If you like your Sci-Fi a little weird and a lot funny, then you should give this short debut novel a try, since it’s free for the next couple of days! Below is a snippet, I just know that you will come to love curmudgeon-y old Carl just as much as I do!!
If this was indeed the year 2117, then everyone he knew would probably be dead. He’d not heard of any breakthroughs in life-prolonging research in his own time and the scientists of those related fields were, to be honest, incompetent. There was no parade. Had no one inherited the house despite his mother’s many relatives? Where was his parade, and how did this terrible disuse appear? He’d expected a carnival full of pretty women of all ethnicities.
Carl left the shed only to find a garden full of knee high grass and weeds like Yerkshire fog, added to Anisantha sterillis, which he did not know the common name for. Long stems drooped at the end in measured distaste. He stepped across the stones, lab coat fluttering noisily, watching in frustration the ruins of his old house. Then he stopped and turned.
Outside the center of Barnley, fences were short and useless for blocking sight. This meant he could see through to neighbor’s houses. This was considered an indecent but popular activity, which meant that for once Carl participated in a long standing Barnley tradition.
Their houses were in ruins too. The McSultries to the right even had slight case of missing roof, and he couldn’t see nosy Bessy anywhere. Carl stepped into the kitchen where he’d been rejected blindly by Sara for a second time just a month earlier.
A stench twisted the air outside. Wood littered the floor while rotting food sat in a broken down fridge. When food rots that badly, its sight slams the gut. Still, Carl fought to pull out a carton of milk so off the cap had welded shut in despair. The expiry date was set to 18/7/2025.
Due to the stench, Carl hurried out of the house in a hurry, just then noticing a silence. It was an unpleasant sort, full of insects and wild animal calls and buzzing like his smartphone, which showed no signal. The sun stood high on the sky, as pitiful as always over the clouds of Barnley.
By that time, Carl had realized that something had gone terribly wrong in the year 2025. Perhaps a war had erupted, or an epidemic, or a nuclear blast in southern Yerkshire. Carl did not check the house for dead bodies despite the stench, or maybe because of it. His parents would have still been there in 2025 if something had happened.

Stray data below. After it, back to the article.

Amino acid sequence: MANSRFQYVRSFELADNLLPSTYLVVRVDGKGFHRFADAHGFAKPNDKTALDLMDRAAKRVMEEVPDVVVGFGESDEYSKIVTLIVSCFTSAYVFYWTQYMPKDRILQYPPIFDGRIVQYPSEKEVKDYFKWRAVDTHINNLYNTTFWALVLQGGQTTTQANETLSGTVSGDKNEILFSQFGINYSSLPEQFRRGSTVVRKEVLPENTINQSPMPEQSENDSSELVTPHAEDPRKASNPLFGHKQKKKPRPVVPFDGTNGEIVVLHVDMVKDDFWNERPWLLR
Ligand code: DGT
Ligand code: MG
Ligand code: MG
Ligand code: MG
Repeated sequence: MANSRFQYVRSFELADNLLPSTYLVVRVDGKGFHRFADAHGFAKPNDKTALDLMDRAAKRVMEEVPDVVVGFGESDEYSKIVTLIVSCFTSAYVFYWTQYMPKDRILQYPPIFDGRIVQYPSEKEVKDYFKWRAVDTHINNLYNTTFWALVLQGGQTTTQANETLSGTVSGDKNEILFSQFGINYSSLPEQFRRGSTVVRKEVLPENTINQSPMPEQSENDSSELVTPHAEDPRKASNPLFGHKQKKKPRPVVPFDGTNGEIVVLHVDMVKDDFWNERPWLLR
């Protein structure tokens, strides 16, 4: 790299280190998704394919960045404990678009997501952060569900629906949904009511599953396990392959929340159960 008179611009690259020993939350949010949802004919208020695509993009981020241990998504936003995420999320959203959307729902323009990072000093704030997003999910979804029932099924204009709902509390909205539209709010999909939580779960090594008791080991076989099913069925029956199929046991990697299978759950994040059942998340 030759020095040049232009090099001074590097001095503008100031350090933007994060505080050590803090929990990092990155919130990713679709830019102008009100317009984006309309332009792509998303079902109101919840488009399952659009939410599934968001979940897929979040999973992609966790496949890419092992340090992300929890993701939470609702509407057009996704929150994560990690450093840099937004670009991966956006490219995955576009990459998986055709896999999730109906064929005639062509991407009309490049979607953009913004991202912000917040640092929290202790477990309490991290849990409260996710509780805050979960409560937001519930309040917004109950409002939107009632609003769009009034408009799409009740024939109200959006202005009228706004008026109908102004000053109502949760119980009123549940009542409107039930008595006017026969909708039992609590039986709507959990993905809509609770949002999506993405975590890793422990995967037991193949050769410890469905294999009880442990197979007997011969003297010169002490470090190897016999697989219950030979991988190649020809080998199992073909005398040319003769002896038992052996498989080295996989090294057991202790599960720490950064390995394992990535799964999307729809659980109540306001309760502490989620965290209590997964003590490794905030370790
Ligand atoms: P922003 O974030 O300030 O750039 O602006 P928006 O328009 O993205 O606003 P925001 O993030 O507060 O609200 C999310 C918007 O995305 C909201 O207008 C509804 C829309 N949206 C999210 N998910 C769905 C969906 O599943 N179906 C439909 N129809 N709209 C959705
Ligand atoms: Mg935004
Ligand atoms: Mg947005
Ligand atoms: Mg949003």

A long, pleasant life followed by eventual death was what he’d expected to discover of them. With a shrug, Carl left his old house behind, pulling his labcoat about him.
As he walked down the street, Carl’s thoughts drifted to “The Notebook,” and Yerkshire pudding of a certain sort. He hadn’t been there, which he supposed was lucky for him and the world in general. Despite this reasoning, Carl wondered if they’d missed him.
Just then, a noise drifted to Carl which made him stop. Barkings, meowls, and clucks sounded in a harmony. His tut joined them. Baby animals were the last thing he needed. His kitten (with the name he’d forgotten) was thankfully out of his life.
Carl turned to the left just as the group rounded a corner and came towards him. Carl knew that a group of capons was a mew, a group of cats was either a litter or a kindle, or that a group of electronic book-reading devices had no name. He knew no name for a group of every baby animal that could be considered even remotely “cute”. Thus his mind was at a loss for once, causing him to fumble for an answer as the meowling, whining, barking, chirping, oinking, and squeaking group of animals came towards him.
The second thing that occurred to Carl as the animas walked the center of the road towards him was that all these animals should not even be travelling together. There was a grey puppy at the head.
Also, why did their eyes seem so large?
As the animals came close, a slight twinge started in Carl’s chest. It was a soft B note informing him that these animals might just be hungry and need his help. Helpless and lovely, just like him. Adorable. He remembered that a flock of finches was called a charm and smiled ruefully, watching the animals and their adorable paws, wings, eyes. Maybe they just needed food, he thought.
At that precise moment Carl noticed the bloody fangs and claws.
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Mike Aaron is a 23 year-old, most notably known for being a failing student of business studies. His short story, ‘Homes and Humans”, was out on Storyteller magazine in June, 2017. In his free time, Mike writes news articles and volunteers for The Green Light zine and Road to Nerdfighteria.